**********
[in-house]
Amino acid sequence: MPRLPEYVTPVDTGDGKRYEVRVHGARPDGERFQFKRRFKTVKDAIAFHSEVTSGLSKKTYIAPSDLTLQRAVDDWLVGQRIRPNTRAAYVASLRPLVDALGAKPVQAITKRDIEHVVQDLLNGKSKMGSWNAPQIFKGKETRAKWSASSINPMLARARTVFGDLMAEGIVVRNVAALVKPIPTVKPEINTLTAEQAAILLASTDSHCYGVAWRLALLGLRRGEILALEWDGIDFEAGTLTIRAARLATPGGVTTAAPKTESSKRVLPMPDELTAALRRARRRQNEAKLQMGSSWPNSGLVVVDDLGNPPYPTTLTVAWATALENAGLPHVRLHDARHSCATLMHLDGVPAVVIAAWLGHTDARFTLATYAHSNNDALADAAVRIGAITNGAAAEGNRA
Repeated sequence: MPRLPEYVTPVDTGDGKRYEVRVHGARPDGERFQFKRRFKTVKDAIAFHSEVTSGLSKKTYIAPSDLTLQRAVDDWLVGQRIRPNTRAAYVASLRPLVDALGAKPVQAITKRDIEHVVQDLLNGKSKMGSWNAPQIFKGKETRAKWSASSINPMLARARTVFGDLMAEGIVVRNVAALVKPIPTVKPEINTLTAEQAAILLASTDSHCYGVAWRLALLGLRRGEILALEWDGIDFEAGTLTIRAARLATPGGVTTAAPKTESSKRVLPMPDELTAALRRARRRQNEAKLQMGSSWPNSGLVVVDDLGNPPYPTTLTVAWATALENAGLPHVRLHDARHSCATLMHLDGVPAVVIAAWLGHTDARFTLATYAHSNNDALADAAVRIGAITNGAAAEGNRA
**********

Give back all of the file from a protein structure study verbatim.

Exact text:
[in-house]
Amino acid sequence: MPRLPEYVTPVDTGDGKRYEVRVHGARPDGERFQFKRRFKTVKDAIAFHSEVTSGLSKKTYIAPSDLTLQRAVDDWLVGQRIRPNTRAAYVASLRPLVDALGAKPVQAITKRDIEHVVQDLLNGKSKMGSWNAPQIFKGKETRAKWSASSINPMLARARTVFGDLMAEGIVVRNVAALVKPIPTVKPEINTLTAEQAAILLASTDSHCYGVAWRLALLGLRRGEILALEWDGIDFEAGTLTIRAARLATPGGVTTAAPKTESSKRVLPMPDELTAALRRARRRQNEAKLQMGSSWPNSGLVVVDDLGNPPYPTTLTVAWATALENAGLPHVRLHDARHSCATLMHLDGVPAVVIAAWLGHTDARFTLATYAHSNNDALADAAVRIGAITNGAAAEGNRA
Repeated sequence: MPRLPEYVTPVDTGDGKRYEVRVHGARPDGERFQFKRRFKTVKDAIAFHSEVTSGLSKKTYIAPSDLTLQRAVDDWLVGQRIRPNTRAAYVASLRPLVDALGAKPVQAITKRDIEHVVQDLLNGKSKMGSWNAPQIFKGKETRAKWSASSINPMLARARTVFGDLMAEGIVVRNVAALVKPIPTVKPEINTLTAEQAAILLASTDSHCYGVAWRLALLGLRRGEILALEWDGIDFEAGTLTIRAARLATPGGVTTAAPKTESSKRVLPMPDELTAALRRARRRQNEAKLQMGSSWPNSGLVVVDDLGNPPYPTTLTVAWATALENAGLPHVRLHDARHSCATLMHLDGVPAVVIAAWLGHTDARFTLATYAHSNNDALADAAVRIGAITNGAAAEGNRA